TAMPA — As the crowd walked in and found some seats Wednesday morning, the Stageworks Theatre was dark enough to make for a little drama when the lights came up.
But instead of a theatrical production, what the audience saw was a television studio custom-built to host live broadcasts during the Republican National Convention.
"We have a unique opportunity coming to this region in August," said Vinny Dolan, the chief executive officer of Progress Energy Florida and the chairman of the nonprofit Tampa Bay Partnership. "It's part of what we really think is a broader opportunity to market Tampa Bay."
To make the most of that opportunity, the partnership will launch Front Row Tampa Bay, a four-hour broadcast on each of the four days of the convention.
It will be a live show, albeit with some prerecorded segments, that will be broadcast online from 9 a.m. to 1 p.m. during the convention.
And it will be a real show, with three sets, seven cameras and a production crew of 30 to 35. Former WTVT-Ch. 13 news veterans Frank Robertson and Kathy Fountain will be the on-camera talent.
To succeed, the project needs three things — content, sponsorships and audience — partnership president Stuart Rogel said.
During Wednesday's preview, the ideas for content were there, with guests talking up everything from the H. Lee Moffitt Cancer Center and Research Institute to economic development opportunities in Manatee County.
Organizers expect the programming to focus on four parts of the region's economy — health care and medicine; technology, innovation and electronics; business, financial and data services; and marine and environmental sciences — plus the beaches and attributes that make up the Florida experience. The partnership hopes the online content created during the convention will have a "long tail," attracting interest in the Tampa Bay area for months and even years to come.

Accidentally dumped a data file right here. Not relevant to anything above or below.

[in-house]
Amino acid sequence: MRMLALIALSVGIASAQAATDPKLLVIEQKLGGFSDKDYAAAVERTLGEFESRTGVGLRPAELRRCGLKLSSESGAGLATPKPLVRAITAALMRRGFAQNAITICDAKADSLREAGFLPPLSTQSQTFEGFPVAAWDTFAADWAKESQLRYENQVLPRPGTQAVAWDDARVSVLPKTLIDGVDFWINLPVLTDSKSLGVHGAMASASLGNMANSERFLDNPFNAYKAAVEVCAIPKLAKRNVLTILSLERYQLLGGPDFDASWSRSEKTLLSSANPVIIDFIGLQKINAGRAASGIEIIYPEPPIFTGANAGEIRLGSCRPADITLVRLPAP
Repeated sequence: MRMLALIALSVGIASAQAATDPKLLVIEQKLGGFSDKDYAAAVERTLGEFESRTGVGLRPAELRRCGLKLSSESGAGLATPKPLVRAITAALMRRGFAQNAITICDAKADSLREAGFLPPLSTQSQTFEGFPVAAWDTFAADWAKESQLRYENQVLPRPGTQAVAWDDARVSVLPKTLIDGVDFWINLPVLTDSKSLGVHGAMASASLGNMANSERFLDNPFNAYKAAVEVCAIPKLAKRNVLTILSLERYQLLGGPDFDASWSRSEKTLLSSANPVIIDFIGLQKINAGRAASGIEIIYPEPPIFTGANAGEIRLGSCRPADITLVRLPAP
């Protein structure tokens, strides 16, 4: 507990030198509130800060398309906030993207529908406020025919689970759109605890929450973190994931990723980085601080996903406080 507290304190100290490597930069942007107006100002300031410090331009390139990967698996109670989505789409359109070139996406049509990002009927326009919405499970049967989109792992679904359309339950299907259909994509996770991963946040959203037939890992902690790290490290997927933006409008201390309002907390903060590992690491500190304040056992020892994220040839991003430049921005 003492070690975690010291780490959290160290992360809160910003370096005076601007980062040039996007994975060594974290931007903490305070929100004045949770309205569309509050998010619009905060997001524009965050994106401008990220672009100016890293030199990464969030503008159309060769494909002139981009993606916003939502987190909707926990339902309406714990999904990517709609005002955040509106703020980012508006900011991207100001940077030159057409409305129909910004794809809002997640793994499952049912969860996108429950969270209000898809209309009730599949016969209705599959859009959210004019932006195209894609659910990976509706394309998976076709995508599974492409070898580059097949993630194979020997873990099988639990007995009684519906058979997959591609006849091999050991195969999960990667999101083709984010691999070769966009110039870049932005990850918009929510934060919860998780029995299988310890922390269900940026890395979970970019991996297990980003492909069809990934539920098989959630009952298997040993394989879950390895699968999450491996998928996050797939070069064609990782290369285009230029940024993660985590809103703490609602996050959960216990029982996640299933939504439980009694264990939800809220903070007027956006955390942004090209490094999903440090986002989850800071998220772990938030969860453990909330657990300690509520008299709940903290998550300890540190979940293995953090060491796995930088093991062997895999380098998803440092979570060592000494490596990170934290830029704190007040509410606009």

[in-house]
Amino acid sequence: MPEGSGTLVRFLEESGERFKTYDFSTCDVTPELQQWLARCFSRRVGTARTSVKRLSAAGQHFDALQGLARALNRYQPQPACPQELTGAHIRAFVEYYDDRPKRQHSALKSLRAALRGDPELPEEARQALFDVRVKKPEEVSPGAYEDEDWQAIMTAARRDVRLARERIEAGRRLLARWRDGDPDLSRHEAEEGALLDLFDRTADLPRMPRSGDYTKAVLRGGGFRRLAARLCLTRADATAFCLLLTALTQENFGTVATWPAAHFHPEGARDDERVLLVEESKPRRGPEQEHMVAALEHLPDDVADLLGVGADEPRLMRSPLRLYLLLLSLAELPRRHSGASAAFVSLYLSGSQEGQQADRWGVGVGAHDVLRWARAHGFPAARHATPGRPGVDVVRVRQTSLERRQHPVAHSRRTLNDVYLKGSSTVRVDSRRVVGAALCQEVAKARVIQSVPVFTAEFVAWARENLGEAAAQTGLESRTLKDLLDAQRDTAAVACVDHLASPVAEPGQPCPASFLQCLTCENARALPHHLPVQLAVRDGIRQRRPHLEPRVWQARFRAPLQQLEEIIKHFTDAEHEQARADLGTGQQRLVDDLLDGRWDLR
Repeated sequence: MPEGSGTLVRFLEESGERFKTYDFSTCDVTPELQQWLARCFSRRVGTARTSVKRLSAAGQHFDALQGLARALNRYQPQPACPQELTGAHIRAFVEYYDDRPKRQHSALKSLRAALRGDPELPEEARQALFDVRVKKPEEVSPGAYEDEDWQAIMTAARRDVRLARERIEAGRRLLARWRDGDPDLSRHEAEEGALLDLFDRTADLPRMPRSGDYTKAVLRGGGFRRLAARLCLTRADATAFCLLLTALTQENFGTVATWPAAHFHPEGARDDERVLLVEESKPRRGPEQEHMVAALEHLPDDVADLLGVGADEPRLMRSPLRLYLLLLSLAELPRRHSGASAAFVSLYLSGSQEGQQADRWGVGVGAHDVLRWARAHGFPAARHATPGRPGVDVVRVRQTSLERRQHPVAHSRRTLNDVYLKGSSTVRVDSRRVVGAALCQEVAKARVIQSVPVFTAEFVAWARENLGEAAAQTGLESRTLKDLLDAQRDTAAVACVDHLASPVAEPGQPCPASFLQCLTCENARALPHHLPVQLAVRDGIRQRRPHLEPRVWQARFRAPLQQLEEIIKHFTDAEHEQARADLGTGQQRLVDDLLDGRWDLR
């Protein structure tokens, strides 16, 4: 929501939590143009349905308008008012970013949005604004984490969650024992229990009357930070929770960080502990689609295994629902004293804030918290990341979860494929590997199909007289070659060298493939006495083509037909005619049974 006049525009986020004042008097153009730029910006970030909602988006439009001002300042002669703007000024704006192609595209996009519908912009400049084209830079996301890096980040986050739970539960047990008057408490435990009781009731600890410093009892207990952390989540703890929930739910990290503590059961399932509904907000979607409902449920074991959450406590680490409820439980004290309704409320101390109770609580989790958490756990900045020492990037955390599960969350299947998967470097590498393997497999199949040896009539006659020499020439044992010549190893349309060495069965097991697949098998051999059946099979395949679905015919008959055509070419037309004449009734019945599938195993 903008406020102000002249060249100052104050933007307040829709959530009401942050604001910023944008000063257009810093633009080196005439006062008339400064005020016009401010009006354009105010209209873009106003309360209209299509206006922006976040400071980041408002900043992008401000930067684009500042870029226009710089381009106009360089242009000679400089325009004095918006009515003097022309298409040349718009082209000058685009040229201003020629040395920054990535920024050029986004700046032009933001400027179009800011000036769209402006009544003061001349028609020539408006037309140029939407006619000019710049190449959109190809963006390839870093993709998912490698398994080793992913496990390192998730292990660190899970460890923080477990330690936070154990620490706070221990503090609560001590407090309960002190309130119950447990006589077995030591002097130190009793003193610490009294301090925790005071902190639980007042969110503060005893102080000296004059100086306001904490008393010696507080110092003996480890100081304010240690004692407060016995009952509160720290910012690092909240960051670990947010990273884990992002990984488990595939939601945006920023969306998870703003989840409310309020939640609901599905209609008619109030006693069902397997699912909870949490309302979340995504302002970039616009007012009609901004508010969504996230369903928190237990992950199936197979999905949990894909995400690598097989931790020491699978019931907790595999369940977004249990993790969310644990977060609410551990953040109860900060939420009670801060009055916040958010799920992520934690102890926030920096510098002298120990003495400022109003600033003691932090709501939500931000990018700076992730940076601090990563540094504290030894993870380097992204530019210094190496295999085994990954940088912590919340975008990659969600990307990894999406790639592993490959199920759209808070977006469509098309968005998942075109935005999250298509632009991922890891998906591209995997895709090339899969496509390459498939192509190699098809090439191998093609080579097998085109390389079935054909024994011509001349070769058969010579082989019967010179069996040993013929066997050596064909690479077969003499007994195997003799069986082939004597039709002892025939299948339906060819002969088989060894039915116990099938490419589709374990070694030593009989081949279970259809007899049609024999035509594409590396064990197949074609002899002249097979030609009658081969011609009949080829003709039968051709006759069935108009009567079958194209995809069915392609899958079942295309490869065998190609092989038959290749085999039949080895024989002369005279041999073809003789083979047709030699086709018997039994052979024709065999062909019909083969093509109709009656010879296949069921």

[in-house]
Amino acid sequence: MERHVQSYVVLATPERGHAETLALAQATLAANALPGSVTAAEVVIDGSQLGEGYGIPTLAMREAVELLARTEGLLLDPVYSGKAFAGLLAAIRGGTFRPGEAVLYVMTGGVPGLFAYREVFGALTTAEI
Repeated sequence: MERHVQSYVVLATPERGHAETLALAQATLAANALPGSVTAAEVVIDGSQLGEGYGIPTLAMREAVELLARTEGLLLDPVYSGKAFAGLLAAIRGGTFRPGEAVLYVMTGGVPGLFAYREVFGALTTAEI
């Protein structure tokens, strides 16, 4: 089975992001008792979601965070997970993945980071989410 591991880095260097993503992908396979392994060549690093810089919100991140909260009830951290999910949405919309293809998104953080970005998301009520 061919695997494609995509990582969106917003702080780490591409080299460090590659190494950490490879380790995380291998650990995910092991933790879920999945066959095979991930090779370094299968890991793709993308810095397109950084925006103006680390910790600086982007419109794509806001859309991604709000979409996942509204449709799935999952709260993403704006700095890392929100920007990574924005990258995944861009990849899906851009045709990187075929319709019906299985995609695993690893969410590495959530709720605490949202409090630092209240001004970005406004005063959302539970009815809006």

Political strategist Adam Goodman, the co-creator of Front Row Tampa Bay, said the show also will include some fun, with scenes from late-night convention parties and events edited overnight for a "Top of the Day" feature.
To pay for the project, the partnership needs to raise at least $400,000 in private donations.
So far, Rogel said, it has solid commitments for about half of that, feels good about another $100,000 in prospects and is working to raise the rest.
Finally, Rogel said the project needs viewers.
He encouraged the Stageworks crowd, which largely consisted of local business people, to share lists of contacts with the project and help build interest through word-of-mouth and social media.
"We think we will have 30,000 to 50,000 people watching before it's all said and done," he said.
After the event, he said, "the audience is critical. We're working just as hard building that audience as anything else."
Richard Danielson can be reached at [email protected] or (813) 226-3403.